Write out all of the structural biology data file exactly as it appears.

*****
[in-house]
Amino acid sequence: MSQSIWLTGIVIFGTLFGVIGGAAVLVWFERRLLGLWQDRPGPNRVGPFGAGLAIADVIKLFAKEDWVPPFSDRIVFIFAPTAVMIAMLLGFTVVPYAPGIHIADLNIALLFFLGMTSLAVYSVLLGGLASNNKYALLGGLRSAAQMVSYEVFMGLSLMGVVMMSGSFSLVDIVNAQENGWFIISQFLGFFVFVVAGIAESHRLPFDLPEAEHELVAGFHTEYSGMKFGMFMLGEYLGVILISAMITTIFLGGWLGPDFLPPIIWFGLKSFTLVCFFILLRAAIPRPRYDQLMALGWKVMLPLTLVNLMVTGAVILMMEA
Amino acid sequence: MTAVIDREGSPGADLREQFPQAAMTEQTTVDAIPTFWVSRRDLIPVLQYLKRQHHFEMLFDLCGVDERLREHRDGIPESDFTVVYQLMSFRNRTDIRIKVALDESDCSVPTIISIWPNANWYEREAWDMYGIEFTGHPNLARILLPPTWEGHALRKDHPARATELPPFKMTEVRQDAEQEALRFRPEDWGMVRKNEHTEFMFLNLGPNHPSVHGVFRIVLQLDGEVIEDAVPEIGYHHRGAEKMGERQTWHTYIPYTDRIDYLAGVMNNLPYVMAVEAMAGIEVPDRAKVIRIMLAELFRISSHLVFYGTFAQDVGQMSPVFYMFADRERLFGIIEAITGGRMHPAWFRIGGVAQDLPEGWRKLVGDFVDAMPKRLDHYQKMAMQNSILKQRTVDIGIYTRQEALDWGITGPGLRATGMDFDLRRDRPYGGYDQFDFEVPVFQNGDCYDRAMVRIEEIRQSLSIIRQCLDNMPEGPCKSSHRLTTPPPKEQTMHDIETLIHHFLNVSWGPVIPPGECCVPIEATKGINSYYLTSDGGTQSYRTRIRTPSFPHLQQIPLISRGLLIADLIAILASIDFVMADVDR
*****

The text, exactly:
[in-house]
Amino acid sequence: MSQSIWLTGIVIFGTLFGVIGGAAVLVWFERRLLGLWQDRPGPNRVGPFGAGLAIADVIKLFAKEDWVPPFSDRIVFIFAPTAVMIAMLLGFTVVPYAPGIHIADLNIALLFFLGMTSLAVYSVLLGGLASNNKYALLGGLRSAAQMVSYEVFMGLSLMGVVMMSGSFSLVDIVNAQENGWFIISQFLGFFVFVVAGIAESHRLPFDLPEAEHELVAGFHTEYSGMKFGMFMLGEYLGVILISAMITTIFLGGWLGPDFLPPIIWFGLKSFTLVCFFILLRAAIPRPRYDQLMALGWKVMLPLTLVNLMVTGAVILMMEA
Amino acid sequence: MTAVIDREGSPGADLREQFPQAAMTEQTTVDAIPTFWVSRRDLIPVLQYLKRQHHFEMLFDLCGVDERLREHRDGIPESDFTVVYQLMSFRNRTDIRIKVALDESDCSVPTIISIWPNANWYEREAWDMYGIEFTGHPNLARILLPPTWEGHALRKDHPARATELPPFKMTEVRQDAEQEALRFRPEDWGMVRKNEHTEFMFLNLGPNHPSVHGVFRIVLQLDGEVIEDAVPEIGYHHRGAEKMGERQTWHTYIPYTDRIDYLAGVMNNLPYVMAVEAMAGIEVPDRAKVIRIMLAELFRISSHLVFYGTFAQDVGQMSPVFYMFADRERLFGIIEAITGGRMHPAWFRIGGVAQDLPEGWRKLVGDFVDAMPKRLDHYQKMAMQNSILKQRTVDIGIYTRQEALDWGITGPGLRATGMDFDLRRDRPYGGYDQFDFEVPVFQNGDCYDRAMVRIEEIRQSLSIIRQCLDNMPEGPCKSSHRLTTPPPKEQTMHDIETLIHHFLNVSWGPVIPPGECCVPIEATKGINSYYLTSDGGTQSYRTRIRTPSFPHLQQIPLISRGLLIADLIAILASIDFVMADVDR